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Liposuction: New Hope For A New Figure Through The Art Of Body Contouring
By Dr. Leon Forrester Tcheupdjian, M.D.
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Dr. Leon Forrester Tcheupdjian, M.D., respected scientific researcher, teacher innovator and surgeon. As the Medical Director / Chief Surgeon of a Chicago, Illinois Plastic Surgery Practice, Dr. Tcheupdjian has supervised and performed probably more liposuction procedures than any other American doctor.

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Chapter X

After Your Surgery

What can you expect after surgery? How will you feel? When can you resume your normal routine?

Later chapters in this book will talk about liposuction for specific body parts, but there are general reactions you can expect after liposuction surgery.

And, of course, your own physician will give you specific instructions, based on your individual medical condition, the type and extent of the surgery performed, your lifestyle, and your occupational and lifestyle demands.

Generally speaking, your physician will have made an appointment for you to come in several days after the surgery for a checkup to be sure that healing is proceeding normally.

FOLLOW-UP CARE
In my opinion, the responsible liposuction surgeon will also see that any required follow-up care is arranged. You should be given specific instructions for long-range diet and exercise plans, or referred to services that will monitor your progress. If psychological or behavioral counseling is appropriate, that, too, should be planned.

The best results of your liposuction are assured by a comprehensive, thorough follow-through, so that you can continue to stay healthy and look attractive. Achieving this requires two things: the awareness and knowledge of your liposuction surgeon to put you in touch with resources that will help you maintain diet and exercise plans, and-even more important-your own willingness to carry out those suggestions. If you are determined to make the most of your liposuction, which has, after all, cost you considerable time, money, and physical trauma, then you will remain diligent and conscientious. That commitment will keep you looking your best.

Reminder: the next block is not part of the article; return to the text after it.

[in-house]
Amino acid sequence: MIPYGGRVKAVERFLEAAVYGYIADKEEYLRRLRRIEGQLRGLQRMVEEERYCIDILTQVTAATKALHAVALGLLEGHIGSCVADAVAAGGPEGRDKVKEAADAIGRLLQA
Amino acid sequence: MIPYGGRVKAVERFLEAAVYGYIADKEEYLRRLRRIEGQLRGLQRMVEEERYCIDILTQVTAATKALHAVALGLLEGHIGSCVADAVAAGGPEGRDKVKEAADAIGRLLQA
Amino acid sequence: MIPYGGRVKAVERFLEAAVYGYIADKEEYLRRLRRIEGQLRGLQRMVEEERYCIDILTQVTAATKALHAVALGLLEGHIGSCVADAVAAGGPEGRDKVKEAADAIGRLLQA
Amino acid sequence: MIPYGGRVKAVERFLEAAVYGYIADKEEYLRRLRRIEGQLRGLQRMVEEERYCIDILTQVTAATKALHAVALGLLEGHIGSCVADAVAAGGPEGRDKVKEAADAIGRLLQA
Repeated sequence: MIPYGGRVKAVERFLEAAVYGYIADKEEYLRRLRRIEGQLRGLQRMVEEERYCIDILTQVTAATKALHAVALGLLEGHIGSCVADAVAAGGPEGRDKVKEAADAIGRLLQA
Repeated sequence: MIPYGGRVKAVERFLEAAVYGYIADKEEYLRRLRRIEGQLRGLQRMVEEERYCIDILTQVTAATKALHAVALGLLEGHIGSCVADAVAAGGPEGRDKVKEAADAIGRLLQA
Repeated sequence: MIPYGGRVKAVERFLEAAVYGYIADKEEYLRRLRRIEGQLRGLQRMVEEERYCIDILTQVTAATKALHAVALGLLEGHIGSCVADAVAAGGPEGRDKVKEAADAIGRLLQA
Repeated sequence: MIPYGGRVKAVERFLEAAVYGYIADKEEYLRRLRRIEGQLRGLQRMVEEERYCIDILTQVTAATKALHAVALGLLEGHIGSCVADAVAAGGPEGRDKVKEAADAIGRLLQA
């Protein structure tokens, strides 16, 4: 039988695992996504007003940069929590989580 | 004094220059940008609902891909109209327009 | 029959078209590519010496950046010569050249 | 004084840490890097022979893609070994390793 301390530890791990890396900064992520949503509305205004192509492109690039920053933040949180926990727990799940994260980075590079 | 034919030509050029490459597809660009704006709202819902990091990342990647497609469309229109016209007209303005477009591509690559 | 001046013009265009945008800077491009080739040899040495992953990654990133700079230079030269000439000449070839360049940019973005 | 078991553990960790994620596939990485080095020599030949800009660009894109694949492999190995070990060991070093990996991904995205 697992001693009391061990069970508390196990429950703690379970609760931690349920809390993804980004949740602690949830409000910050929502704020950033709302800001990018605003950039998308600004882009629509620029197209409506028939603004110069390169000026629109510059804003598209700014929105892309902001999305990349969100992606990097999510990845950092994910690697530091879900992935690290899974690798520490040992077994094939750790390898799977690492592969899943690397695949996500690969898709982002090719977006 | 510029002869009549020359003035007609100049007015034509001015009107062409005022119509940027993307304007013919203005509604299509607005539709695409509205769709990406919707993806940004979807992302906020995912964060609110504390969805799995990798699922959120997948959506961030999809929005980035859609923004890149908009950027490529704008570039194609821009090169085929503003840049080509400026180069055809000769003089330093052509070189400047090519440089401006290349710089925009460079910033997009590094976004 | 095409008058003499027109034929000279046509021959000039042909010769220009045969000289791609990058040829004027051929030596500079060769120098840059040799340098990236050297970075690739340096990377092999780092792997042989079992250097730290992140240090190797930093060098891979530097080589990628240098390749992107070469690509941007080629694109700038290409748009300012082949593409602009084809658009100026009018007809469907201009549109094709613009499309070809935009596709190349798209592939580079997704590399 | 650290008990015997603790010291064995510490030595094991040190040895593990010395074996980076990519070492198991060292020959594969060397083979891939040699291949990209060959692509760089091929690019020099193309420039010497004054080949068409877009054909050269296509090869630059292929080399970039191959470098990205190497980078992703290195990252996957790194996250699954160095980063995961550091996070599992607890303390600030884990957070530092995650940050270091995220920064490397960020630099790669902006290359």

FIRST-DAY REST
At The Liposuction Institute, I advise my patients to spend the day of surgery in minimal activity after the operation. You should rest...lying in bed or on the couch. You can get up to go to the bathroom, unless instructed otherwise, but that should be the extent of your activity on the day you have had surgery.

BANDAGES
My patients are told they will wear the bandages, tape, or special garment 24 hours a day for one week following surgery, unless specifically given other instructions. They take off the garment when they go to the bathroom to urinate or defecate, but otherwise the garment should stay on, even while they are sleeping. The tight bandages or garment help the underlying skin to bond together, thus speeding healing and giving the skin a better overall appearance in the long run.



1. Special garments, bandages, or tape must be worn constantly for several days following surgery.

2. The areas where surgery has been performed are protected by bandages, tape, or special garments.

3. A side view shows the area following liposuction protected by bandages, tape, and special garments.

For one week following surgery, do not shower or take a tub bath.

Washing your hair is permissible as soon as you feel up to standing at the basin, unless, of course, you have had facial liposuction. Better yet, make an appointment at the beauty salon. You may be more fatigued than you anticipated after surgery.

DIET AND MEDICATIONS
copyright-dr.leon tcheupdjian/liposuctionAfter liposuction surgery, I recommend to my patients that they continue The Liposuction Diet, found in Chapter 22 of this book. If you are not a patient at The Liposuction Institute, be sure to discuss this diet in detail with your own physician. Obtain your doctor's approval before you follow the diet.

The diet is primarily composed of fruits and vegetables. Animal protein is limited to moderate amounts of chicken, turkey, or fish. The diet contains no eggs, butter, cheese, or dairy products. It includes only small amounts of animal fats and other foods that contain triglycerides.